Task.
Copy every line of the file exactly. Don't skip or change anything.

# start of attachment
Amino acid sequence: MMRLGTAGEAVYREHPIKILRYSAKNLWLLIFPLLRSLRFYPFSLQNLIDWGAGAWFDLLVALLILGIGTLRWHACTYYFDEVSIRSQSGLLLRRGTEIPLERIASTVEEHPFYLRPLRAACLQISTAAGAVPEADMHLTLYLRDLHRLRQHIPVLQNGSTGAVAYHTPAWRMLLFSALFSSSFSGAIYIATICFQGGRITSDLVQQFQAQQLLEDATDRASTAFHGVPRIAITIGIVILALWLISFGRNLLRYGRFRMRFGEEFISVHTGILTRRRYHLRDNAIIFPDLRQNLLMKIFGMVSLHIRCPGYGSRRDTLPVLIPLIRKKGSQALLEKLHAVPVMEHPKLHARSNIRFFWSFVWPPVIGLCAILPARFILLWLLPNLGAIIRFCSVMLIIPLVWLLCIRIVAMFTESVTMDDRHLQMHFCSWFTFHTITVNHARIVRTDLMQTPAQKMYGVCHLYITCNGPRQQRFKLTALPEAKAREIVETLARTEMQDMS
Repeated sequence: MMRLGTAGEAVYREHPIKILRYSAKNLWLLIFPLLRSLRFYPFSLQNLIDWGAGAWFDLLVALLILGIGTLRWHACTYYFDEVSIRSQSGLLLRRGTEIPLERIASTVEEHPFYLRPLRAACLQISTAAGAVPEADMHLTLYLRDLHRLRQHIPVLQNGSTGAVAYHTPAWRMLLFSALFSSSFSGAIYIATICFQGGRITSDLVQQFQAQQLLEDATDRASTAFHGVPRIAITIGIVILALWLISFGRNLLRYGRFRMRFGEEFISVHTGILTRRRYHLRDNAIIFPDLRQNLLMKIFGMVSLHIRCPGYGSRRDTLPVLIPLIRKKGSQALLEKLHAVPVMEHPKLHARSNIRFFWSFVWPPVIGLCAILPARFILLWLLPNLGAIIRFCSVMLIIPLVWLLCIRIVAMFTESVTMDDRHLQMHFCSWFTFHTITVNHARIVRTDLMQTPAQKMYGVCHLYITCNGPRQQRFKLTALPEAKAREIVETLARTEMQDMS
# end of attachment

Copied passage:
Amino acid sequence: MMRLGTAGEAVYREHPIKILRYSAKNLWLLIFPLLRSLRFYPFSLQNLIDWGAGAWFDLLVALLILGIGTLRWHACTYYFDEVSIRSQSGLLLRRGTEIPLERIASTVEEHPFYLRPLRAACLQISTAAGAVPEADMHLTLYLRDLHRLRQHIPVLQNGSTGAVAYHTPAWRMLLFSALFSSSFSGAIYIATICFQGGRITSDLVQQFQAQQLLEDATDRASTAFHGVPRIAITIGIVILALWLISFGRNLLRYGRFRMRFGEEFISVHTGILTRRRYHLRDNAIIFPDLRQNLLMKIFGMVSLHIRCPGYGSRRDTLPVLIPLIRKKGSQALLEKLHAVPVMEHPKLHARSNIRFFWSFVWPPVIGLCAILPARFILLWLLPNLGAIIRFCSVMLIIPLVWLLCIRIVAMFTESVTMDDRHLQMHFCSWFTFHTITVNHARIVRTDLMQTPAQKMYGVCHLYITCNGPRQQRFKLTALPEAKAREIVETLARTEMQDMS
Repeated sequence: MMRLGTAGEAVYREHPIKILRYSAKNLWLLIFPLLRSLRFYPFSLQNLIDWGAGAWFDLLVALLILGIGTLRWHACTYYFDEVSIRSQSGLLLRRGTEIPLERIASTVEEHPFYLRPLRAACLQISTAAGAVPEADMHLTLYLRDLHRLRQHIPVLQNGSTGAVAYHTPAWRMLLFSALFSSSFSGAIYIATICFQGGRITSDLVQQFQAQQLLEDATDRASTAFHGVPRIAITIGIVILALWLISFGRNLLRYGRFRMRFGEEFISVHTGILTRRRYHLRDNAIIFPDLRQNLLMKIFGMVSLHIRCPGYGSRRDTLPVLIPLIRKKGSQALLEKLHAVPVMEHPKLHARSNIRFFWSFVWPPVIGLCAILPARFILLWLLPNLGAIIRFCSVMLIIPLVWLLCIRIVAMFTESVTMDDRHLQMHFCSWFTFHTITVNHARIVRTDLMQTPAQKMYGVCHLYITCNGPRQQRFKLTALPEAKAREIVETLARTEMQDMS